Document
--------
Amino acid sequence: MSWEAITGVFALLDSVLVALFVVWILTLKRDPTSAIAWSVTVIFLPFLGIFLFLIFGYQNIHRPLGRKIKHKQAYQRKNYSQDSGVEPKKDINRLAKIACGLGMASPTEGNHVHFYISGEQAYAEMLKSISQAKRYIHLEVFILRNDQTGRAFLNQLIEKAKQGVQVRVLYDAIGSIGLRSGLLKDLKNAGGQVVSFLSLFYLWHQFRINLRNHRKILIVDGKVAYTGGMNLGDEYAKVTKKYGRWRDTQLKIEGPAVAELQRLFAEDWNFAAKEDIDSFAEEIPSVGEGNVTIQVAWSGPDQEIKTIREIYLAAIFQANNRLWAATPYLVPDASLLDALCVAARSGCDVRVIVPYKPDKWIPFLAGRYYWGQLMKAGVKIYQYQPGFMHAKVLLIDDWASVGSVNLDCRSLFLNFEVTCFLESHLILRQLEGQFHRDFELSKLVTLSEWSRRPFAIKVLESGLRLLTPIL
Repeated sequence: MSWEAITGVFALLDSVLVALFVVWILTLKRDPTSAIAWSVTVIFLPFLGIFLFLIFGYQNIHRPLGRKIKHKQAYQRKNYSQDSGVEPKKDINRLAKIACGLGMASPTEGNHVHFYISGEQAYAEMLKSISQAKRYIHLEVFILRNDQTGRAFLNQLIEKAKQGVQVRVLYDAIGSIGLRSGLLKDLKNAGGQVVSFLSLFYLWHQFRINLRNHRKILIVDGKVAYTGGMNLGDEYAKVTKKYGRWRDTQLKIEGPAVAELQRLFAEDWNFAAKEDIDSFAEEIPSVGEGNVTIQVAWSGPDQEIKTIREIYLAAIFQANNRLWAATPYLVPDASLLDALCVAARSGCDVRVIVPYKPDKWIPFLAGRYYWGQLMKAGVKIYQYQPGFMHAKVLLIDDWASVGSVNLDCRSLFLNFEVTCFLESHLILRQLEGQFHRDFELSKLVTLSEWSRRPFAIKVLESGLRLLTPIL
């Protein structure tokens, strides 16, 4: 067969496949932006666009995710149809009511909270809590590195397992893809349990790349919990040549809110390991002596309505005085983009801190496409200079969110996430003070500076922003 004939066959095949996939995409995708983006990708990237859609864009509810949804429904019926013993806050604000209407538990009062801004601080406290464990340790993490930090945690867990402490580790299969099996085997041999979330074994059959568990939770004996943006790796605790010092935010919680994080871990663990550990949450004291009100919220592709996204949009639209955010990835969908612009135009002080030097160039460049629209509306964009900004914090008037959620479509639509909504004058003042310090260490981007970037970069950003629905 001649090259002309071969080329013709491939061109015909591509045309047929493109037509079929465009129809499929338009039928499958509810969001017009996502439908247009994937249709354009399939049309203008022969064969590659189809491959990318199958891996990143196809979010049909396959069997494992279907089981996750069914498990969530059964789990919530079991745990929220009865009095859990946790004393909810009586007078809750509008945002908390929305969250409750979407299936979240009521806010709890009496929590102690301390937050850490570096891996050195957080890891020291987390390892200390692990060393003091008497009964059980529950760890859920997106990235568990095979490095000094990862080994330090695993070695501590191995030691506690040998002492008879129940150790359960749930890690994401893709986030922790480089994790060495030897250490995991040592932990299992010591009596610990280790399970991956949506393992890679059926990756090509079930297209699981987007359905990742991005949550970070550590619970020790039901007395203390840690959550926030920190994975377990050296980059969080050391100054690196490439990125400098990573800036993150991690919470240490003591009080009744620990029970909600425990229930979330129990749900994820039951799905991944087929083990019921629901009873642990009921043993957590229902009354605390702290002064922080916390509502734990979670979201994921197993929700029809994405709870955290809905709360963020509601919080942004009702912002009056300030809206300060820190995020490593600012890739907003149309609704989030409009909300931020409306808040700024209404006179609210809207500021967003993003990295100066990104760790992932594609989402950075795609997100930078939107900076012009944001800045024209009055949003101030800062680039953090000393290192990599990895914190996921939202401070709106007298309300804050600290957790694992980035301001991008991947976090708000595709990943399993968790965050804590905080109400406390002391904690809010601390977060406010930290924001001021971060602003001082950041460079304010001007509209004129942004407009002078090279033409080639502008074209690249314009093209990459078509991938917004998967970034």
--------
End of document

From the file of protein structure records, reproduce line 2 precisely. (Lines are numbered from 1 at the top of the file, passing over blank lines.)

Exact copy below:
Repeated sequence: MSWEAITGVFALLDSVLVALFVVWILTLKRDPTSAIAWSVTVIFLPFLGIFLFLIFGYQNIHRPLGRKIKHKQAYQRKNYSQDSGVEPKKDINRLAKIACGLGMASPTEGNHVHFYISGEQAYAEMLKSISQAKRYIHLEVFILRNDQTGRAFLNQLIEKAKQGVQVRVLYDAIGSIGLRSGLLKDLKNAGGQVVSFLSLFYLWHQFRINLRNHRKILIVDGKVAYTGGMNLGDEYAKVTKKYGRWRDTQLKIEGPAVAELQRLFAEDWNFAAKEDIDSFAEEIPSVGEGNVTIQVAWSGPDQEIKTIREIYLAAIFQANNRLWAATPYLVPDASLLDALCVAARSGCDVRVIVPYKPDKWIPFLAGRYYWGQLMKAGVKIYQYQPGFMHAKVLLIDDWASVGSVNLDCRSLFLNFEVTCFLESHLILRQLEGQFHRDFELSKLVTLSEWSRRPFAIKVLESGLRLLTPIL